In response to yesterday’s post about the “cabbage cure,” a reader asked me about my favorite herbal reference books. If you’re interested in learning more about medicinal plants, I would like to recommend this excellent book for beginners. I’ve learned a lot from Rosemary Gladstar’s books.
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I can also recommend my very favorite home medical reference book, which I’ve had for years, and refer to almost every week.
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This book is the cooperative effort of an M.D., a registered pharmacist, and a naturopath. It’s an exhaustive reference book, organized alphabetically by ailment, and it explains both conventional treatment and alternative care options, including recommendations for dietary modifications, vitamins and minerals, herbal treatment, homeopathy, accupressure, and prevention. I think every family should have this book in their reference library! I also use and love its companion book, Smart Medicine for a Healthier Child.
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I was kind of baffled by my response because, to be perfectly honest, I didn’t understand how it could be possible. How could 4 little drops of a virtually tasteless tincture have any effect on my emotional state?
I was convinced that it was nothing more than a placebo effect, and to test this theory, I decided to use my husband as a guinea pig. One day, when he was stressed out and on edge because of a demanding workload, I offered him some Rescue Remedy, telling him only that it was a “natural stress reliever.” He took a dropperful, and returned to his office. When he came upstairs after work, he asked me what I’d given him because he couldn’t believe how much better it made him feel.
Bee has suffered from frequent bouts of insomnia this year, and she often says that she can’t settle her brain down at night. One night, when she came upstairs complaining that she couldn’t sleep, I gave her a small glass of water with a dropperful of Rescue Remedy in it. I didn’t tell her that I’d done this, but the next morning she said that she’d been able to fall asleep almost immediately afterwards.
I was very intrigued, so I turned to my Smart Medicine book, and read the chapter on Bach Flower Remedies. These emotion-balancing flower preparations were originally developed by Dr. Edward Bach, an English bacteriologist, pathologist and homeopath, in the 1930s. Bach believed that physical illnesses were manifestations of emotional imbalance, and they could be relieved by altering or alleviating destructive emotions. The original 38 Flower Remedies are dilute essences of plants, which are very gentle and easy to use. They can be used for anyone, including children and pets, and administered freely whenever you think they might help you feel better.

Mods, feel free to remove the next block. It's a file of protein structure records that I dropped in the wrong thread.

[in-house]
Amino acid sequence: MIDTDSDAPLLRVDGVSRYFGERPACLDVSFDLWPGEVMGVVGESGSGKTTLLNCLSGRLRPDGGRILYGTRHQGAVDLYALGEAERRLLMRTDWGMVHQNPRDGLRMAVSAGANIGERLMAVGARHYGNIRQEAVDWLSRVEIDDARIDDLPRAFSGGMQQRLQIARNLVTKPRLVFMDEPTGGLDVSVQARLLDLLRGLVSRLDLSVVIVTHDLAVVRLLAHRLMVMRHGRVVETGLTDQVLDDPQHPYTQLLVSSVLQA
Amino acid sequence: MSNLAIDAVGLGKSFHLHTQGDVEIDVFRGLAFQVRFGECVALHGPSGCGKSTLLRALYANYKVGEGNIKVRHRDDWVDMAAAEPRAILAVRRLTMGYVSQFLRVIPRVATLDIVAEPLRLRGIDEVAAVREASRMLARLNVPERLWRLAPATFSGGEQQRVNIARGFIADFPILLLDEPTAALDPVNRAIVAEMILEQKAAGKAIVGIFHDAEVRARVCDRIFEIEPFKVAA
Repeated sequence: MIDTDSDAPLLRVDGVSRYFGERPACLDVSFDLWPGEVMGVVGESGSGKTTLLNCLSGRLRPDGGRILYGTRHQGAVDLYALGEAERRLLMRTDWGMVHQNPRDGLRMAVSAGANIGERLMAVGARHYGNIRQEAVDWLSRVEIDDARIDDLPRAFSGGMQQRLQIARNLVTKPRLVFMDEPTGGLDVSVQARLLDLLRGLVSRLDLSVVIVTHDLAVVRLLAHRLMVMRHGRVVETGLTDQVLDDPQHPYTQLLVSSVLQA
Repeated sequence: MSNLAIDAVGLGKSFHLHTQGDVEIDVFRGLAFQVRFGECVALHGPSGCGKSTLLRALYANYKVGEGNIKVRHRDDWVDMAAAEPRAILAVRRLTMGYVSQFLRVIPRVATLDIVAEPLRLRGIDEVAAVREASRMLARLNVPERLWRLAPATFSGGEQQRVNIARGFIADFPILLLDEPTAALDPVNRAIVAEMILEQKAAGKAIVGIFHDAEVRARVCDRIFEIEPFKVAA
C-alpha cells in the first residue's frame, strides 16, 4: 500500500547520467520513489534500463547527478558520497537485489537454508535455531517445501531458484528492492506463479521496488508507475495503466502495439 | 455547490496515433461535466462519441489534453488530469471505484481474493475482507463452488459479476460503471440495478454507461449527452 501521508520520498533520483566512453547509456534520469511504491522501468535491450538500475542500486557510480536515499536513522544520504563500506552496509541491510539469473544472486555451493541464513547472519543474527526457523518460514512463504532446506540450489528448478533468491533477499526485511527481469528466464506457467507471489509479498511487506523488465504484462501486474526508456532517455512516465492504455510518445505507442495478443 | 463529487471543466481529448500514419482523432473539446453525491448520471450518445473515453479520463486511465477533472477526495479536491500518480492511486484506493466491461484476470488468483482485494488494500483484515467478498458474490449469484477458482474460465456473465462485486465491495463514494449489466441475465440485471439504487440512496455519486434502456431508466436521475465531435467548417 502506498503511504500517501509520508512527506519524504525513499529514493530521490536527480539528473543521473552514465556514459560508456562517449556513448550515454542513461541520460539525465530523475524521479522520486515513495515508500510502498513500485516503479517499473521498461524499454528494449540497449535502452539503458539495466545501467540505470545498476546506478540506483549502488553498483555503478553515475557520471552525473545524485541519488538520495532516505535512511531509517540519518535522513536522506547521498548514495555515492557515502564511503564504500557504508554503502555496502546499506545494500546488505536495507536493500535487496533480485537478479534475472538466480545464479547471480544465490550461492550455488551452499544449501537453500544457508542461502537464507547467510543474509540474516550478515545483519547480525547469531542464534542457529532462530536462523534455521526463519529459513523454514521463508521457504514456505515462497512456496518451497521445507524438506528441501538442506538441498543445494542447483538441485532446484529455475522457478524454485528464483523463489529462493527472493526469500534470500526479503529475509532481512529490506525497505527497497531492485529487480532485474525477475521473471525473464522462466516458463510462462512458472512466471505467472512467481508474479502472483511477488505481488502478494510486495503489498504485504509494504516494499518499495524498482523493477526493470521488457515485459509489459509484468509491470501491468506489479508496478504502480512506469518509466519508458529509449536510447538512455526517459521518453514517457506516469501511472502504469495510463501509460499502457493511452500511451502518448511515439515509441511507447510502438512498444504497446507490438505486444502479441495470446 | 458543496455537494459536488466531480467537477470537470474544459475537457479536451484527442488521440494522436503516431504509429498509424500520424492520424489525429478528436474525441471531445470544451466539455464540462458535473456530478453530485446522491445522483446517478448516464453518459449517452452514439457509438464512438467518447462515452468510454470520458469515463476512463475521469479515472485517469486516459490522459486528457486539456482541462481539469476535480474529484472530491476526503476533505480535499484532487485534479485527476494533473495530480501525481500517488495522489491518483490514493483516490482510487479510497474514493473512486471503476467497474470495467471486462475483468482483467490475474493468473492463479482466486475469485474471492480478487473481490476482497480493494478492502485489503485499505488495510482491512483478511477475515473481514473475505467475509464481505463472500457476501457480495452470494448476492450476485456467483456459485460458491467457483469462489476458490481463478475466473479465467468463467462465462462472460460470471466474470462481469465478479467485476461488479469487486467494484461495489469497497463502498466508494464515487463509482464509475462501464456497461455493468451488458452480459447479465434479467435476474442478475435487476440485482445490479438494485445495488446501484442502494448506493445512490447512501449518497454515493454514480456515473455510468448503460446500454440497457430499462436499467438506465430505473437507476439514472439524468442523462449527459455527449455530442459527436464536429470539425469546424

After our success with Rescue Remedy, I looked into other remedies as well. I discovered that I could buy my own remedy mixing bottles and create custom remedies for each member of my family, based on our personalities and individual challenges. Together with my husband and the girls, I used this online “Remedy Chooser” to design and print our formulas, and I purchased the individual remedies at Vitacost for half the price charged at my local health food store.
Because you use only a few drops of each tincture, then fill the rest of the bottle with water, the remedies seem to last forever. We keep our remedies labeled, in a little wooden box on the kitchen counter, and we use them freely whenever we feel they’re needed. My husband, in particular, LOVES his and uses it so often that he prefers to keep it on his nightstand.
So why do these remedies work? I have no idea. When I first tried them I was every bit as skeptical as you probably are right now. Science is baffled, but 50 years of impressive anecdotal results prove that people do find these gentle preparations to be beneficial for alleviating stress and making them feel better during times of illness, grief and unhappiness. We’ve found them to be enormously beneficial, and as I told my husband, even if they only work because we think they will, they still work! After all, the mind itself (as Dr. Bach obviously understood) is a powerful healing tool.
I was able to order the mixing bottles, the Rescue Cream, and all the remedies I needed for my entire family from Vitacost for $104, with free shipping. This was approximately 4 months ago, and the tincture bottles are still full. As I mentioned, you need only a few drops of each, and when I consider that I spent $100 on one course of antibiotics for my husband over Christmas break, these remedies seem like a real bargain.
If you’re interested in learning more about Bach Flower Remedies, I recommend this article on Dr. Andrew Weil’s site, as well as this guide to the 38 original remedies. If you think you might like to give Bach Flower Remedies a try, you can save $10 on your order of $30 or more if you sign up at Vitacost through my referral link:
Vitacost is also a wonderful source of quality, affordable vitamins, supplements, and whole, organic foods, and their customer service is excellent. I routinely purchase my coconut oil, raw unfiltered honey, organic raisins, and organic basmati rice from them. Definitely check them out, and if you have tried Bach Flower Remedies, I would love to hear about your own personal experience!
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